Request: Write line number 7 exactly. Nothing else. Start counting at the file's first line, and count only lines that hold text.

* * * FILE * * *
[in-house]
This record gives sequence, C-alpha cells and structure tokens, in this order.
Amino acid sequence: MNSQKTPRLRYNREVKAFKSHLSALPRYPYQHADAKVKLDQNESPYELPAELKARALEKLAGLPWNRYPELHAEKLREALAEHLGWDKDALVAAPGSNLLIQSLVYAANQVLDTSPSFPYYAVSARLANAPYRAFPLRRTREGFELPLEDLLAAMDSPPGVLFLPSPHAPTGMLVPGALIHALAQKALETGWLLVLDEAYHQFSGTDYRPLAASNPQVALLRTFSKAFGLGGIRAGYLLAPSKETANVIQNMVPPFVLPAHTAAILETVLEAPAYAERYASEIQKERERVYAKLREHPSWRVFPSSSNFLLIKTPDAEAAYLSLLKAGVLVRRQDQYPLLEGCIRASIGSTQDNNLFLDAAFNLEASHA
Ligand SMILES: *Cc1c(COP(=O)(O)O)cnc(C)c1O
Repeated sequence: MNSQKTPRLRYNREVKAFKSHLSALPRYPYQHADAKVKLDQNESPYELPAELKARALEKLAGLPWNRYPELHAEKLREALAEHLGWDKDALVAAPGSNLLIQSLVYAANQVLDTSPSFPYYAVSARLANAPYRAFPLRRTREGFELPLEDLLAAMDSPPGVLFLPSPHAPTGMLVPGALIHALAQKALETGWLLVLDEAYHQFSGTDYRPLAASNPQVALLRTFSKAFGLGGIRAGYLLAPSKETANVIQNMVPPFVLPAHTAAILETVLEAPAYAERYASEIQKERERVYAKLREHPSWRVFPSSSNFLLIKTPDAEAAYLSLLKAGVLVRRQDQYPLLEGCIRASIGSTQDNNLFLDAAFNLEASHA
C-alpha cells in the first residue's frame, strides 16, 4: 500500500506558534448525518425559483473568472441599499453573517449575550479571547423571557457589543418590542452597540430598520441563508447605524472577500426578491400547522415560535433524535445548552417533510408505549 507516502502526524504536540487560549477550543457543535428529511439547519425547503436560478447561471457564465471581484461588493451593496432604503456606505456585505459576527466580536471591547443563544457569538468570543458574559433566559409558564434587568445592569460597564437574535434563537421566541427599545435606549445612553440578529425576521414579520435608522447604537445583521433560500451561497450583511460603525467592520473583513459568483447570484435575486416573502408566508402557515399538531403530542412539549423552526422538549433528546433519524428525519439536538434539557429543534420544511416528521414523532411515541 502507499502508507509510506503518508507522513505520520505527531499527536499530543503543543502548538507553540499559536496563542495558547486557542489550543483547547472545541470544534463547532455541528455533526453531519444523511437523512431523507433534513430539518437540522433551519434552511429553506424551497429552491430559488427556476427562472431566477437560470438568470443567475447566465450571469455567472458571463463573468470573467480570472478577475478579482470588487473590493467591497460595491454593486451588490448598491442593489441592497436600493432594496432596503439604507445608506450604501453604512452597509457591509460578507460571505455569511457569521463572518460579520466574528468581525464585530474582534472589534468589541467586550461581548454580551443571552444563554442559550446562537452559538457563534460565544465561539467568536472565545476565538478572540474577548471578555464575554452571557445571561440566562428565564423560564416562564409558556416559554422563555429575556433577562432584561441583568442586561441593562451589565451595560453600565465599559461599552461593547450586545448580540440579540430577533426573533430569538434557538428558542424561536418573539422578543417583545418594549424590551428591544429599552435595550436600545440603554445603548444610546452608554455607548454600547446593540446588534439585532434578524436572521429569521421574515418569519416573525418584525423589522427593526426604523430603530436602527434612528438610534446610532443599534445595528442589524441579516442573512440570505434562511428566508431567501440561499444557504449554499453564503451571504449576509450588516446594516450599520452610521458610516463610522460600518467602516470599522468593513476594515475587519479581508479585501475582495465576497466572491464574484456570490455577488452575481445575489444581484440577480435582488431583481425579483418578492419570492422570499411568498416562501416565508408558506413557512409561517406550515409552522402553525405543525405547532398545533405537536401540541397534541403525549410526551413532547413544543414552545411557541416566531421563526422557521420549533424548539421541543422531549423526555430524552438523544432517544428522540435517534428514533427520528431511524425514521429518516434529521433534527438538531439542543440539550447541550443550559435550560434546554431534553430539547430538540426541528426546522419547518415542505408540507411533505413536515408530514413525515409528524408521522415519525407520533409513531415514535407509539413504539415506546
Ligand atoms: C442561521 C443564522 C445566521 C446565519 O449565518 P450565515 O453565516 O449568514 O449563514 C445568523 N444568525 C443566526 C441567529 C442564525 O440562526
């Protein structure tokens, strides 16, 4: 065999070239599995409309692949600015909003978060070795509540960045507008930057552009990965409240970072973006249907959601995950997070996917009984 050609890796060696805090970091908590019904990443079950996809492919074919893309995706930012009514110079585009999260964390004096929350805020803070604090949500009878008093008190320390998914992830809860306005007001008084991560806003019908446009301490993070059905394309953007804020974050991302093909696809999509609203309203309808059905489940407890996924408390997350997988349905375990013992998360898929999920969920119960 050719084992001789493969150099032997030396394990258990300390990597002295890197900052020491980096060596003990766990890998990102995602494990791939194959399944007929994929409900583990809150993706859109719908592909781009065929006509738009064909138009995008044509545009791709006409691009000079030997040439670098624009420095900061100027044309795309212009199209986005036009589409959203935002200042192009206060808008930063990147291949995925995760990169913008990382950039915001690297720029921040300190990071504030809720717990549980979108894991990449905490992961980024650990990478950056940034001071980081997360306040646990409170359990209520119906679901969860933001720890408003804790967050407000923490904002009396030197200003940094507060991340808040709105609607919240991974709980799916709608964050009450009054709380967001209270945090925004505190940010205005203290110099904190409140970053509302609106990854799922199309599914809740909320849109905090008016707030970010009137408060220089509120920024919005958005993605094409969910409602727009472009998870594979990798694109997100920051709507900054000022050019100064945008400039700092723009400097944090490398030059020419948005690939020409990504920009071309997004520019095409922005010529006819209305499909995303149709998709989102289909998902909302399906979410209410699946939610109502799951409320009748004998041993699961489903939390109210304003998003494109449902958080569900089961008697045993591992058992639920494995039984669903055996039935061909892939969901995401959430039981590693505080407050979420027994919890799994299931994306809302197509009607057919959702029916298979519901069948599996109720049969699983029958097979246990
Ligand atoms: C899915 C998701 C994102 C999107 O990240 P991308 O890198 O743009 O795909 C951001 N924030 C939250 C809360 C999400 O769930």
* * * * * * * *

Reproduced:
Ligand atoms: C442561521 C443564522 C445566521 C446565519 O449565518 P450565515 O453565516 O449568514 O449563514 C445568523 N444568525 C443566526 C441567529 C442564525 O440562526